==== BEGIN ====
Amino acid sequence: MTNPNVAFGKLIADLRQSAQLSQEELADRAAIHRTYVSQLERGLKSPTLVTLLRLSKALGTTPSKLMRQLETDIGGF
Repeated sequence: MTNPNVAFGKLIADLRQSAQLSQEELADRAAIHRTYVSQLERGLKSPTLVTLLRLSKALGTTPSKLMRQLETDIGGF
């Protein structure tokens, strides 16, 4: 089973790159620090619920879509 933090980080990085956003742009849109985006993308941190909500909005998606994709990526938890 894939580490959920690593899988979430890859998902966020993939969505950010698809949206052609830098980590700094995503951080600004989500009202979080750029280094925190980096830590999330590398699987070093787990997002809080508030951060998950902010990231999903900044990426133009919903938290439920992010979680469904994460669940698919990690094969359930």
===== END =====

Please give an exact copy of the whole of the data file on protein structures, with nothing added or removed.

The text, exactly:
Amino acid sequence: MTNPNVAFGKLIADLRQSAQLSQEELADRAAIHRTYVSQLERGLKSPTLVTLLRLSKALGTTPSKLMRQLETDIGGF
Repeated sequence: MTNPNVAFGKLIADLRQSAQLSQEELADRAAIHRTYVSQLERGLKSPTLVTLLRLSKALGTTPSKLMRQLETDIGGF
């Protein structure tokens, strides 16, 4: 089973790159620090619920879509 933090980080990085956003742009849109985006993308941190909500909005998606994709990526938890 894939580490959920690593899988979430890859998902966020993939969505950010698809949206052609830098980590700094995503951080600004989500009202979080750029280094925190980096830590999330590398699987070093787990997002809080508030951060998950902010990231999903900044990426133009919903938290439920992010979680469904994460669940698919990690094969359930």